“In the last decade, human resources teams have been taking on a lot of responsibility that they’re not used to shouldering, like compensation planning, merit cycles, total awards and explaining equity to candidates and employees,” he said. To ensure everyone on their team has a crystal-clear understanding of what their total compensation is worth, they need comptech tools.
Even on a small team, managing compensation is complex. Luckily, there’s plenty of compensation software options to choose from. Forget about using Excel — compensation software streamlines pay administration, equity management and predictive analytics so leaders no longer need to spend valuable time on repetitive tasks. Paycom, Workday HCM and Zenefits are some of the most popular compensation tech tools.
5 Compensation Technologies
“The most powerful new tool I love is Synd.io, a tool to ensure Fair Pay decisions happen in all compensation decisions,” said Fugelsang.
Before picking your compensation management software, start with some questions: When do people qualify for bonuses? How do you calculate pay bands? What budgetary restrictions are you working with? The better you understand your compensation strategy, the more accurate your choice of tech will be.
“While there are plenty of wonderful comptech tools out there to align HR with finance, the ultimate technology is getting clear on your compensation philosophy,” Ginsberg said. “If you can get that right from the start, the actual payroll system and other HR tech tools will fall into place.”
With software and AI tools, leaders can manage open enrollment, stipend allocation, time-off requests, 401(k) administration and other benefits-related tasks much more effectively. Healthcare and retirement plans are standard benefits, but with the remote work era well underway, said leaders should rethink their approach to supplementary benefits. Tech tools can help them do that, said Garrett Roy, Upflex’s human resources director.
“There’s a lot of people out there that don’t have big houses and who don’t want to work on a couch all the time,” he said. “As nice as a home office allotment is, that doesn’t necessarily suit everybody. You can use tech to customize benefits for everyone.”
5 Benefits Management Technologies
Companies that specialize in benefits software are offering tools to maximize employer ROI and promote flexibility. Ben, an employee benefits platform, makes it possible for employees to pick and explore benefits ranging from wellness stipends to Spotify subscriptions, and choose those that appeal to them. Other platforms like Cherrycard and Gympass let employees customize their benefits packages to suit their lifestyles and needs.
Your employees’ career goals and performance will naturally fluctuate and evolve over the course of their time at your company, and keeping track of those changes is another crucial responsibility HR leaders shoulder. Tracking employee performance makes performance reviews a lot more effective by giving leaders insight into their employees’ strengths and weaknesses, and by giving employees tangible evidence of their progress. When performance review periods come around, you’ll need to assess a year’s worth of accomplishments — and having systematic, consistent records to reference will eliminate recency bias, Roy said.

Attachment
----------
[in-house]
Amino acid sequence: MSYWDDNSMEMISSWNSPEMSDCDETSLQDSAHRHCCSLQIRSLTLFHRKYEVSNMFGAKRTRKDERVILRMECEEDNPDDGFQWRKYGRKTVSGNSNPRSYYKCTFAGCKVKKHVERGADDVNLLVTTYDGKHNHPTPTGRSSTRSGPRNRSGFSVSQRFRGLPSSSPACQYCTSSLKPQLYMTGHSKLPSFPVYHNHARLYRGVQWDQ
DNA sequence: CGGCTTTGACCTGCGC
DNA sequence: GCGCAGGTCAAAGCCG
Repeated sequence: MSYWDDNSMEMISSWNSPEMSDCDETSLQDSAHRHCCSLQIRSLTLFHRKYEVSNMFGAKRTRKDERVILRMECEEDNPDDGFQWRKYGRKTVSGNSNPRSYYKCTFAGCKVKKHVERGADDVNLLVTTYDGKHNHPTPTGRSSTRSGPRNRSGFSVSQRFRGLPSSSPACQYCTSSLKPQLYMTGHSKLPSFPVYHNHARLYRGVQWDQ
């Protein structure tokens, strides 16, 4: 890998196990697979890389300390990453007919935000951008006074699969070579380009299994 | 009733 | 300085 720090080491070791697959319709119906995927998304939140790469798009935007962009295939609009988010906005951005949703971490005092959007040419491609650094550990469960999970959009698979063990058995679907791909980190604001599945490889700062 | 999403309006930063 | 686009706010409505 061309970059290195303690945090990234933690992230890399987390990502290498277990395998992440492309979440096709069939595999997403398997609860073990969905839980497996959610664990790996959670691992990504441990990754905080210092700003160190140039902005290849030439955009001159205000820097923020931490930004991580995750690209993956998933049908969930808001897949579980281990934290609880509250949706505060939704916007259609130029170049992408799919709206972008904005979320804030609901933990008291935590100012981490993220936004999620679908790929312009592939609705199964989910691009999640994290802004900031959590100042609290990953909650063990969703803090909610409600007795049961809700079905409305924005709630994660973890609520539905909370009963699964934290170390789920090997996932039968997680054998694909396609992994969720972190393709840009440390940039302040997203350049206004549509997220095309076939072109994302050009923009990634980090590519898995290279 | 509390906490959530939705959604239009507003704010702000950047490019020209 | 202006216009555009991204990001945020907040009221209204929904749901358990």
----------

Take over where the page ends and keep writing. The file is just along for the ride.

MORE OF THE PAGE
“Someone might have been doing great in the last six weeks, but struggled during the first month of the quarter,” he said. “That’s why you should have ways to keep track of monthly, weekly, or bi-weekly conversations.”
5 Performance Tracking Tech Tools
Dominion and Leapsome offer solutions for monitoring day-to-day progress toward goals, while tools like Namely and PerformYard let employees and employers fill out self-evaluations for reference in performance reviews. Consider what metrics you want to track, the review cycle and how detailed you need your insights to be when choosing a platform.
“At the moment, the software system I am using most frequently is CultureAmp for both wellness surveys and performance reviews,” Fugelsang said. “I love [their] ability to protect anonymity combined with powerful reporting and integrated solution recommendations.”
A healthy and empowering company culture is something all leaders aspire toward, but it’s not something that just happens. In order to set the tone, you need to make sure everyone is on board and put employee engagement first.
“Culture is everyone’s responsibility,” said Ginsberg. “Everyone at the company is an ambassador of the collective identity. And that brand is an asset that grows in value through daily, small enhancements.”
5 Culture Building Tech Tools
Remote work has never been more popular than it is now, and that means that tech will need to rethink the definition of company culture. After all, you can’t chat around the office coffee maker if your employees are all in different countries. That’s why technology is becoming an increasingly important part of HR’s arsenal — it can keep even the most globally distributed teams connected, Dhaliwal said.
“Slack has been fantastic: it’s our go-to culture platform,” she said. “We have teams across the world, and we wouldn’t be able to coordinate and connect everyone without a tool set like Slack.”
Recognizing the need for more advanced culture tools, countless companies have stepped up to offer tech-enabled employee engagement solutions. Alongside Slack, Dhaliwal said her team has been looking into adopting Donut, a Slack chat-bot that can alert employees about virtual coffee events, listening sessions or to just check in with someone they haven’t chatted with in a while. Kazoo is another culture platform that makes work anniversaries and employee birthdays viewable to whole teams, so that teammates can congratulate each other on reaching milestones. Another tool called Empuls serves as an internal social media on which employees can share major achievements and shout out their peers for jobs well done. The list goes on and on.
Every day, new tools designed to make HR leaders more effective are introduced to the market. But technology can’t by itself do the work for you. Before snagging any fancy gadgets, employers need to get their values straight, said Ginsberg.
“Transparency is the greatest retention tool your company has,” he said. “Operationalize that philosophy with the right [tech], and you’ll not only be the employer of choice, but people won’t want to leave once they get there.”